This past year began with a march on the nation’s capital. Thousands of female voices and bodies and hearts surged together in one pulsing, roaring, fire-breathing crusade.
It ended with a hashtag. The simplest and yet most disarming of words—Me Too—which affirmed the everywhere-ness and everyday-ness of sexual trauma for women.
In both cases, the message was loud, passionate and overdue: “We’ve had enough. We are not subdued. Our faces will be known. Our stories will be recognized. Our truth will be heard. Our moment for justice and equality is now.”
I cannot think of two more rabble-rousing events to bookend 2017. But crammed right in between these cultural touchstones, a subtler force of reckoning had taken shape within the breath and bones of my personal narrative. And that is the story I must tell.
It caught no media attention, but it disrupted the rigidity, normality and predictability I assumed would keep me sane. It did not contribute to the clamor on Facebook, but it jarred all the defenses I believed would keep me safe.
It wasn’t named among the “silence breakers” in Time Magazine, but it forced me to break the silence anyway—to scream and grieve and rage and weep.
This was my own experience with trauma, lodged in the darkest crevice of my soul.
Something primal inside of me could sense it existed, but conscious memory had chosen to forget. The idea of being known too profoundly, seen too intently, felt too strongly—I couldn’t allow this to happen. I refused to give anyone else that access.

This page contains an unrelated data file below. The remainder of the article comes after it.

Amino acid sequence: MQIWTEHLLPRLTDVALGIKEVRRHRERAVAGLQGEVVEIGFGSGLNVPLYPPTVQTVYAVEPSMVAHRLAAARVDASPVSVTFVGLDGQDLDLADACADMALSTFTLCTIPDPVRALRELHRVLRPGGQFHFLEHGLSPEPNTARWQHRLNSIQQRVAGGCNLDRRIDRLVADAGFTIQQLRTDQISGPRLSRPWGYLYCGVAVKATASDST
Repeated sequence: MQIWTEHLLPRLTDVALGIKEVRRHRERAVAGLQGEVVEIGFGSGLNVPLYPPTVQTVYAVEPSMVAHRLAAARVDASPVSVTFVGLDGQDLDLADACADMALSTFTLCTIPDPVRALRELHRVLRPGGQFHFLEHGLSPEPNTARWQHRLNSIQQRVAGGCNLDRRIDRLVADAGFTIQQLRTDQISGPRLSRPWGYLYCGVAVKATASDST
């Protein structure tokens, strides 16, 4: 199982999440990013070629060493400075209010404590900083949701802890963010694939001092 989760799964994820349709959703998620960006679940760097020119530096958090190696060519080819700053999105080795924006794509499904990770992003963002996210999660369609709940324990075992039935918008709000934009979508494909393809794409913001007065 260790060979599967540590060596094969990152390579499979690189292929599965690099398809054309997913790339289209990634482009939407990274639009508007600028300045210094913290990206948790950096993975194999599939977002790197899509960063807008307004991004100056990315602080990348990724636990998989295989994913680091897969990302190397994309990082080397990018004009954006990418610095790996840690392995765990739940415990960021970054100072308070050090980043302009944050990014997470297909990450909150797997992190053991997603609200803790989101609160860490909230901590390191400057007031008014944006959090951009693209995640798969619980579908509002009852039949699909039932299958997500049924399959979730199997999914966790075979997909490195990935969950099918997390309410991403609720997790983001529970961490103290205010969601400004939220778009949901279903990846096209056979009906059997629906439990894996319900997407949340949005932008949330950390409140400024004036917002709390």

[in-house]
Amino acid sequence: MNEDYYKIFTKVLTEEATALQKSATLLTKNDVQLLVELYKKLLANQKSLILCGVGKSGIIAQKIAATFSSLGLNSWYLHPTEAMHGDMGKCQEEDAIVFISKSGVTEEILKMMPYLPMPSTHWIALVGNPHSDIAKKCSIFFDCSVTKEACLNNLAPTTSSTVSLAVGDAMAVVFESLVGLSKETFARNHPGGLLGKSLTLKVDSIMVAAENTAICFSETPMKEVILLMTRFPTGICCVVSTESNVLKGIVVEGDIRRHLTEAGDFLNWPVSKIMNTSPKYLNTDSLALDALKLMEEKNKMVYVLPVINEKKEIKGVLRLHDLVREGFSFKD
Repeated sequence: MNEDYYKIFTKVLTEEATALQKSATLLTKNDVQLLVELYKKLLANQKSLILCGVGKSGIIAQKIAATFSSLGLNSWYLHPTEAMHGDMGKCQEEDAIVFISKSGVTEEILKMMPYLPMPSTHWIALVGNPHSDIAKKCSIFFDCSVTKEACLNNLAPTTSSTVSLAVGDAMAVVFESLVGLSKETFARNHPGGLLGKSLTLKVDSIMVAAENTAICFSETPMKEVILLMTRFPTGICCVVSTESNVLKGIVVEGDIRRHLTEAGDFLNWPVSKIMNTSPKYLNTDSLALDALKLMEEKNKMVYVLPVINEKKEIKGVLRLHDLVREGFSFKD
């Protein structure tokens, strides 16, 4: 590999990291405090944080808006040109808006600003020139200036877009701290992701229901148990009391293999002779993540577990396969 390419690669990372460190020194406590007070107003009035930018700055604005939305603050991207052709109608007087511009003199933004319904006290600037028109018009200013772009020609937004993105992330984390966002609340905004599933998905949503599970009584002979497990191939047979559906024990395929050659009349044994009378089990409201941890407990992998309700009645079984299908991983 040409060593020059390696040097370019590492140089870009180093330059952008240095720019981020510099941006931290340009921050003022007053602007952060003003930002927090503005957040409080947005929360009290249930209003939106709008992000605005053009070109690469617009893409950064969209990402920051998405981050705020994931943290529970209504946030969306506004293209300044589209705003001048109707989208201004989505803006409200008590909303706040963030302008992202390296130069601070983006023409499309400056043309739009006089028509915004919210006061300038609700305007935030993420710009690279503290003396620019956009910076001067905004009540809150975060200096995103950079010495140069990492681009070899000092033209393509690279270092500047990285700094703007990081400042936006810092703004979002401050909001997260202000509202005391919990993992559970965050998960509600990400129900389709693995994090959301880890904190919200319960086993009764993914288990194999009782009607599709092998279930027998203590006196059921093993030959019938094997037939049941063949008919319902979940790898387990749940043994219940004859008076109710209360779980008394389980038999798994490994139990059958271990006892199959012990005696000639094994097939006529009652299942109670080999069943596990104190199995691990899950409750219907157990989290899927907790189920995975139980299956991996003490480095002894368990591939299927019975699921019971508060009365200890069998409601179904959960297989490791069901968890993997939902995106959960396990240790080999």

I became relentless in making sure they never learned the truth—that I was tainted, undesirable, too broken for love. And so I decided vulnerability was unsafe. Emotion was weakness. Authenticity was reckless. Human contact was out of the question.
Instead I clung to the trifecta of control, independence and badass-ery. My opiates of choice.
I was addicted to the notion that I could survive alone, that I could outrun the abuse and betrayal, that I could protect this heart from being hurt all over again. And for awhile, I succeeded. I was high on self-reliance, and I managed not to hurt. But I didn’t heal either.
So when the narcotizing ebbed and the white noise faded, all that remained was me.
Still bruised. Still afraid. Still jaded. Still detached. In a solitary confinement where I had locked myself. Warden and inmate. Judge and defendant. Clutching the keys but too familiar with the chains—resisting the freedom which meant rejoining the world.
But then a different truth found me.
It was quieter than isolation, louder than fear. It sighed within my spirit: “You are not tainted, you are redeemed. You are not undesirable, you are irreplaceable. You are not broken, you are under reconstruction.” And I caught myself aching to believe.
Truth doesn’t need my endorsement. Truth is real whether I accept it or not. But I could either ignore that same truth clanging on the prison bars—or allow it to shove me toward an audacious new realm of connection and compassion outside my own angst.
So I want the truth. I want the freefall. I want the pain and mess and discomfort and grit. All those reminders I am, in fact, alive.
I want the people who kept their word and stuck around. I want the relationships that yanked me from the shadows, tilting my face toward the sun.
I want to be transformed from lone drifter into rebel with a cause—from impassive and withdrawn to crackling with fire and ferocity.
Because the truth is a springboard for radical, extraordinary, astonishing redemption. I don’t always hear the truth. I don’t always seek it out. I don’t always soften to its message. There is always a “don’t” involved. But I am learning.
And no amount of trauma can diminish that lesson.